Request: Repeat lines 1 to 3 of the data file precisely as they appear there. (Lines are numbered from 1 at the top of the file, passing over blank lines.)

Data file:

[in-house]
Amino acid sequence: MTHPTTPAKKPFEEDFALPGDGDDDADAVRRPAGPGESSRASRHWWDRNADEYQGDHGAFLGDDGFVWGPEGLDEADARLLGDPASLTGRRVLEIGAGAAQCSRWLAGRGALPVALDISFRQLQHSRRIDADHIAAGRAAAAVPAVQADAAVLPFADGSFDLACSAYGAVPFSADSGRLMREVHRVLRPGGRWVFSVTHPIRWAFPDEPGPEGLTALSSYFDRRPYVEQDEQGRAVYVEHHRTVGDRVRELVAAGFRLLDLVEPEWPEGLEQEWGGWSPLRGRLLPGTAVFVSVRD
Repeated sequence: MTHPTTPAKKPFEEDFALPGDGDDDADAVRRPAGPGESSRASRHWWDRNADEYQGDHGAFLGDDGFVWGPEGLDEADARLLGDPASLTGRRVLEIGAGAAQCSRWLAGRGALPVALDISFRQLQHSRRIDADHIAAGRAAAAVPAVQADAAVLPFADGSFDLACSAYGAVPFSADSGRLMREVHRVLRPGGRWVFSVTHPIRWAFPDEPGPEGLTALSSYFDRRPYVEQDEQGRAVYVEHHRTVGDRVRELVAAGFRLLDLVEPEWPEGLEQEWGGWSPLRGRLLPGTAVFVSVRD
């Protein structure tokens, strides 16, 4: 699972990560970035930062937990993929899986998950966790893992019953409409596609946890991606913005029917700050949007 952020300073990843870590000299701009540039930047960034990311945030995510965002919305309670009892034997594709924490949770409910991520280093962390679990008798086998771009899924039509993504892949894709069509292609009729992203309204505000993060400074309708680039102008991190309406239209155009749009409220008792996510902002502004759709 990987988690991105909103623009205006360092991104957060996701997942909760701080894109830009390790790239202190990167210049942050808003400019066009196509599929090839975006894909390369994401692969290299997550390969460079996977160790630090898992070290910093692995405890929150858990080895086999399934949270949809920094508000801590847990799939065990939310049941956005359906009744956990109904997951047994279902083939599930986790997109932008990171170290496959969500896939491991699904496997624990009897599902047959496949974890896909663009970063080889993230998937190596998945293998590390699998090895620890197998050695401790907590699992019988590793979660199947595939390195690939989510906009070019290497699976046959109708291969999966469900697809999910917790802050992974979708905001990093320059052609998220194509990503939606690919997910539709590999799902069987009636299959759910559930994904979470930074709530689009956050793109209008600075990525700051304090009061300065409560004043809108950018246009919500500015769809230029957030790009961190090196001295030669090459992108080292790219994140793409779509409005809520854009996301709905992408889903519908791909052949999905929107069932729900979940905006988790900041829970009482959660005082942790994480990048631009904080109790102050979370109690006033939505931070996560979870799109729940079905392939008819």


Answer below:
[in-house]
Amino acid sequence: MTHPTTPAKKPFEEDFALPGDGDDDADAVRRPAGPGESSRASRHWWDRNADEYQGDHGAFLGDDGFVWGPEGLDEADARLLGDPASLTGRRVLEIGAGAAQCSRWLAGRGALPVALDISFRQLQHSRRIDADHIAAGRAAAAVPAVQADAAVLPFADGSFDLACSAYGAVPFSADSGRLMREVHRVLRPGGRWVFSVTHPIRWAFPDEPGPEGLTALSSYFDRRPYVEQDEQGRAVYVEHHRTVGDRVRELVAAGFRLLDLVEPEWPEGLEQEWGGWSPLRGRLLPGTAVFVSVRD
Repeated sequence: MTHPTTPAKKPFEEDFALPGDGDDDADAVRRPAGPGESSRASRHWWDRNADEYQGDHGAFLGDDGFVWGPEGLDEADARLLGDPASLTGRRVLEIGAGAAQCSRWLAGRGALPVALDISFRQLQHSRRIDADHIAAGRAAAAVPAVQADAAVLPFADGSFDLACSAYGAVPFSADSGRLMREVHRVLRPGGRWVFSVTHPIRWAFPDEPGPEGLTALSSYFDRRPYVEQDEQGRAVYVEHHRTVGDRVRELVAAGFRLLDLVEPEWPEGLEQEWGGWSPLRGRLLPGTAVFVSVRD